1. We bring talented, diverse, original voices to the stage. Since our founding in 2013, we’ve produced the work of over 60 writers, many more than once. These includes former Steinbeck fellows, award-winning novelists, tech writers, teachers, engineers, fellow literary producers, journalists, and–in our last show–an eighth-grader with a keen eye for narrative. Finding talent is never the hard part. Finding space, however, is.
  2. We do all our own marketing and we promote the hell out of everyone involved, from writers and actors to photographers, videographers, and venues themselves. Play On Words shows typically attract 70 patrons at a minimum–more than 140 at our last sold-out show. Our homegrown marketing is the result of partnering with people and organizations we truly believe in, and promoting their work alongside our own. We will never stop singing the praises of our beloved Blackbird Tavern (RIP), Cafe Stritch, the San Jose Downtown Association, Anne & Mark’s Art Party, San Jose’s Flash Fiction Forum, Redwood City’s Dragon Theatre, City Lights Theatre and the San Jose Museum of Art. We’re always looking for opportunities to promote our downtown and Bay Area partners.
  3.  We don’t need much. Our performances are stripped down–no major production beyond having a few actors on stage. The only requirements to host a show are ample seating, a stage or elevated area to perform, and amplification. We provide a photographer and videographer and are happy to share assets following a show. Most shows are about 90-120 minutes in length with a brief intermission.
  4. There’s a message behind our work.  We pour our heart and soul into every show because we believe in the work we do—we see art as a civic responsibility and an opportunity to learn from our community. In 2017 we partnered with the Flash Fiction Forum and a few community members to create Activate, a chapbook created in response to the 2016 election. We are currently planning a show that could elevate the voices of people stuck in immigration detention. We see art as an avenue to change, and we want to partner with organizations who share these values. Our mission to elevate, promote and perform the work of unknown and established voices is behind everything we do.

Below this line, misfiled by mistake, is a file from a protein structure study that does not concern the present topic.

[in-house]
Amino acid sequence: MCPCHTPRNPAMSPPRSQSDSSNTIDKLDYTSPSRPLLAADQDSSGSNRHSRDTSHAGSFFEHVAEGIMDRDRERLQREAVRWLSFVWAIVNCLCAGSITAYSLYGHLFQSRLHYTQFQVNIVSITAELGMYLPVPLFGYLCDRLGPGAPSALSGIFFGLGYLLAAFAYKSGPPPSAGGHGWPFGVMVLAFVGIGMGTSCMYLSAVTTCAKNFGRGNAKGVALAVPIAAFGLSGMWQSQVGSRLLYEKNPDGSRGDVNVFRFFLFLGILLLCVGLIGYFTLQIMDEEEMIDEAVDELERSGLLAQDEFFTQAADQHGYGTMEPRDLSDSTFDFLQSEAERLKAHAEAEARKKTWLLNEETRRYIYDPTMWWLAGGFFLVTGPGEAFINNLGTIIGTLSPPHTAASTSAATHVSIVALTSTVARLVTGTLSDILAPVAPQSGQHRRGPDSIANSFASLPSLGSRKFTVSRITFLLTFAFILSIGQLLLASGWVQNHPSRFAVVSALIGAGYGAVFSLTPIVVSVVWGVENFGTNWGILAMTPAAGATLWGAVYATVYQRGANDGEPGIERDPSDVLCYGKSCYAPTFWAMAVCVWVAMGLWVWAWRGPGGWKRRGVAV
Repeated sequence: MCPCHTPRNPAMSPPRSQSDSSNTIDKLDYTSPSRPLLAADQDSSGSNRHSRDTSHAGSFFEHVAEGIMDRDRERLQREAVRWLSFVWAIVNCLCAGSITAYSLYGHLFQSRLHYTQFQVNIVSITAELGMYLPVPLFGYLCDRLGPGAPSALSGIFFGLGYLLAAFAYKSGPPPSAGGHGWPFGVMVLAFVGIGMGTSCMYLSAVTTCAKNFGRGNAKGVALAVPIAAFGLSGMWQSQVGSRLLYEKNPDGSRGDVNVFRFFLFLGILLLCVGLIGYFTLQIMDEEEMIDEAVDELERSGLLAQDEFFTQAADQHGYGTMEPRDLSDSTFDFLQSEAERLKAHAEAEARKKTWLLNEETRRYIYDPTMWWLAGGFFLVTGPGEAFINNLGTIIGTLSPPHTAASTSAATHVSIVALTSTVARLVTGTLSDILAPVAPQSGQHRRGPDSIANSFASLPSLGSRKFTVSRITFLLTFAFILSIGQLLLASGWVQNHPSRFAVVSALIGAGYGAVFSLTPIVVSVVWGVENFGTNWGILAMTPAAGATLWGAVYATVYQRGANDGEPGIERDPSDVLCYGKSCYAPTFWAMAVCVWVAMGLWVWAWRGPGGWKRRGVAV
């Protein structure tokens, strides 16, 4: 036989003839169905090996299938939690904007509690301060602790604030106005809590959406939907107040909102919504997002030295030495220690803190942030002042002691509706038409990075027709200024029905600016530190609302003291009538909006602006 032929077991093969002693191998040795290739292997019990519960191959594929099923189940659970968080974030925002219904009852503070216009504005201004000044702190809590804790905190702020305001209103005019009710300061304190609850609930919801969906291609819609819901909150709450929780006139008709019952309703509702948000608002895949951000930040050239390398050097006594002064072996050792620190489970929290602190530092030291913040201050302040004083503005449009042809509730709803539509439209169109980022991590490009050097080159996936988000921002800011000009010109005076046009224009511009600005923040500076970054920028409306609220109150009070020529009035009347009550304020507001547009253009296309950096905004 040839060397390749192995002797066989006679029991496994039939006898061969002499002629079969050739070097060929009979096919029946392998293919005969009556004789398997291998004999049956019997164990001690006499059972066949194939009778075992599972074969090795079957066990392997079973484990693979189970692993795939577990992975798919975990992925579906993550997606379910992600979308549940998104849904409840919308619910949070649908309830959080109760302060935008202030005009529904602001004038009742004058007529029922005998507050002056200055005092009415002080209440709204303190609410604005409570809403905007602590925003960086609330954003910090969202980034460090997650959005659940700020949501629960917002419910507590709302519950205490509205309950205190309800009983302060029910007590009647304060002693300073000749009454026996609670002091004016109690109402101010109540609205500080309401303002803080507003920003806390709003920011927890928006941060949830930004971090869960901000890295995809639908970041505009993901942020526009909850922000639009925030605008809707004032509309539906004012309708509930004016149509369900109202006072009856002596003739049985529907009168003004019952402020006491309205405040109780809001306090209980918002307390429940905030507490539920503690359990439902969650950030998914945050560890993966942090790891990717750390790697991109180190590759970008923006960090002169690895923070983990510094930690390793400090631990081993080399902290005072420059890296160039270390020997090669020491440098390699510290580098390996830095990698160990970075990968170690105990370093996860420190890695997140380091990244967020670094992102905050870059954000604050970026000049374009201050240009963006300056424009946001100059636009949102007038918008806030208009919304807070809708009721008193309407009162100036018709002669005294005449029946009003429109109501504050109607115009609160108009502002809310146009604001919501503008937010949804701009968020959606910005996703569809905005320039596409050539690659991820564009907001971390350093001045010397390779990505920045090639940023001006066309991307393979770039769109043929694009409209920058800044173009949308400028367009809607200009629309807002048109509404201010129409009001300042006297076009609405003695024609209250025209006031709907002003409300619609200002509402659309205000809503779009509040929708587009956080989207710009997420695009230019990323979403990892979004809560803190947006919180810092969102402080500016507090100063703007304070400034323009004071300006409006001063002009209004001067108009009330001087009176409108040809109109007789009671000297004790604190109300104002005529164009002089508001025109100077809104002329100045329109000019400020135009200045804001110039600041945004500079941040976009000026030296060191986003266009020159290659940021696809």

5. And finally: we are mobile, pop-up and adaptablePlay On Words exists thanks to the network of tremendous writers, artists, community partners and patrons who have made each show possible. Because we have no brick and mortar theatre, we can bring a fully-imagined, 100 percent-planned show to any venue that can support performing artists. 

Interested in partnering with us on our next show? Email Julia and Melinda (because it’s just the two of us!) at playonwordssj@gmail.com so we can get the conversation started. Let us fill your house.

 

5 Reasons You Should Submit to #POWSJ

IMG_1334
Our sold-out show at the San Jose Museum of Art, February 2019.

Over the last six years, we’ve noticed a trend in two different types of writers: Those eager and excited to send their best work into the world, and those who often plan to submit but claim their work is never “perfect” enough for our performers to interpret. To them we say, there’s a difference between your work being perfect and your work being ready. It can feel like a fine line, because we certainly aren’t interested in reading first (or even second) drafts—we want work that is polished, thoughtful, provocative, surprising, and full of pizazz. But we also want our community to create and produce, get feedback on works in progress and share stories that they think deserve to be told. As we gear up to review submissions for our LitCrawl show this month, we’re offering five reasons you (or the writers in your life) should submit to us:

  1. A professional performer will interpret your work, which means you get to sit back and enjoy the show. No more stage jitters for you!
  2. You will hear your work in a new way. Without your words printed in front of you, you’ll notice innate patterns in your writing that are hard to notice on the page. Believe it or not, you will discover new ideas listening your words being read back to you.
  3. Your work will be presented in conversation with the stories, poems, plays and essays of other writers. When we accept work, we reflect not only on the strength of individual pieces, but how they should be presented as a whole. We spend a lot of time thinking through how the order of pieces can contribute to a greater narrative, and when you get a chance to hear your work presented alongside others, you’ll find that you are in great company.